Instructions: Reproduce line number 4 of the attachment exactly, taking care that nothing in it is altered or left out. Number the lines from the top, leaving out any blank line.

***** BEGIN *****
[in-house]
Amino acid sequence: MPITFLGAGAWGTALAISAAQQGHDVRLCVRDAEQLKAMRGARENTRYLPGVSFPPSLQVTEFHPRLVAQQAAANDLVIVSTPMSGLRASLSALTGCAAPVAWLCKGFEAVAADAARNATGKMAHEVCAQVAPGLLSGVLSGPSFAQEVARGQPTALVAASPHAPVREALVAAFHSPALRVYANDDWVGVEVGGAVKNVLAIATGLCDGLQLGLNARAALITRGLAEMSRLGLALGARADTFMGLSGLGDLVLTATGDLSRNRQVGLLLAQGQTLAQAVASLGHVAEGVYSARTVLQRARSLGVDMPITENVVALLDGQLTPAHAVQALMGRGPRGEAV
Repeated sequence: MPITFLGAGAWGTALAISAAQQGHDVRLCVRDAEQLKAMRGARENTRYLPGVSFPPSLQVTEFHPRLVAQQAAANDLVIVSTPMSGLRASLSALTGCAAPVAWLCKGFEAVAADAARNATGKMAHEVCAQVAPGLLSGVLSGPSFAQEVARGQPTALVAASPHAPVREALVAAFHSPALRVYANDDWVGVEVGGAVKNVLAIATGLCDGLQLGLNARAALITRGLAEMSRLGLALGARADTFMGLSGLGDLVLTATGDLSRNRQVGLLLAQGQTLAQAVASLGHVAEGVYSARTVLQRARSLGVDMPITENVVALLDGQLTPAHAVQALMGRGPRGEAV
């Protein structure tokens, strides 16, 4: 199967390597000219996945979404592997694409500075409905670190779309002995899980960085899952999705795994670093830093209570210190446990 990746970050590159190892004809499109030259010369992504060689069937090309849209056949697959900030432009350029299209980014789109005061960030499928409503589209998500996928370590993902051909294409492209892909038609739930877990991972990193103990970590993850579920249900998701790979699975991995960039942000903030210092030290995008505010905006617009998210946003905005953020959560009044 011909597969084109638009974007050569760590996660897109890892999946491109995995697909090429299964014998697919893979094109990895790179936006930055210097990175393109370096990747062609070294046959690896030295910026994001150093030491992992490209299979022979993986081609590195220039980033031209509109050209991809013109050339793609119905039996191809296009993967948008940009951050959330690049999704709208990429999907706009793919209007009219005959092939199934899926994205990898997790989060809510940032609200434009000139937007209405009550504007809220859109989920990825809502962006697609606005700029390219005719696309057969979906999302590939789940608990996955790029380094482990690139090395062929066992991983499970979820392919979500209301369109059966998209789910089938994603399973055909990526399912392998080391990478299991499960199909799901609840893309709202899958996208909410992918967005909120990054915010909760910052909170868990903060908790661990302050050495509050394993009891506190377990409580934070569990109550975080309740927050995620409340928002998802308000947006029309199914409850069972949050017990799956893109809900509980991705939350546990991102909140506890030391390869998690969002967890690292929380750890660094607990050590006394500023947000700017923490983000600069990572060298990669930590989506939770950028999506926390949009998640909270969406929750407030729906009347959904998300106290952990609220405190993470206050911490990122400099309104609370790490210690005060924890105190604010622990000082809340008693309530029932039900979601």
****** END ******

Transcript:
């Protein structure tokens, strides 16, 4: 199967390597000219996945979404592997694409500075409905670190779309002995899980960085899952999705795994670093830093209570210190446990 990746970050590159190892004809499109030259010369992504060689069937090309849209056949697959900030432009350029299209980014789109005061960030499928409503589209998500996928370590993902051909294409492209892909038609739930877990991972990193103990970590993850579920249900998701790979699975991995960039942000903030210092030290995008505010905006617009998210946003905005953020959560009044 011909597969084109638009974007050569760590996660897109890892999946491109995995697909090429299964014998697919893979094109990895790179936006930055210097990175393109370096990747062609070294046959690896030295910026994001150093030491992992490209299979022979993986081609590195220039980033031209509109050209991809013109050339793609119905039996191809296009993967948008940009951050959330690049999704709208990429999907706009793919209007009219005959092939199934899926994205990898997790989060809510940032609200434009000139937007209405009550504007809220859109989920990825809502962006697609606005700029390219005719696309057969979906999302590939789940608990996955790029380094482990690139090395062929066992991983499970979820392919979500209301369109059966998209789910089938994603399973055909990526399912392998080391990478299991499960199909799901609840893309709202899958996208909410992918967005909120990054915010909760910052909170868990903060908790661990302050050495509050394993009891506190377990409580934070569990109550975080309740927050995620409340928002998802308000947006029309199914409850069972949050017990799956893109809900509980991705939350546990991102909140506890030391390869998690969002967890690292929380750890660094607990050590006394500023947000700017923490983000600069990572060298990669930590989506939770950028999506926390949009998640909270969406929750407030729906009347959904998300106290952990609220405190993470206050911490990122400099309104609370790490210690005060924890105190604010622990000082809340008693309530029932039900979601």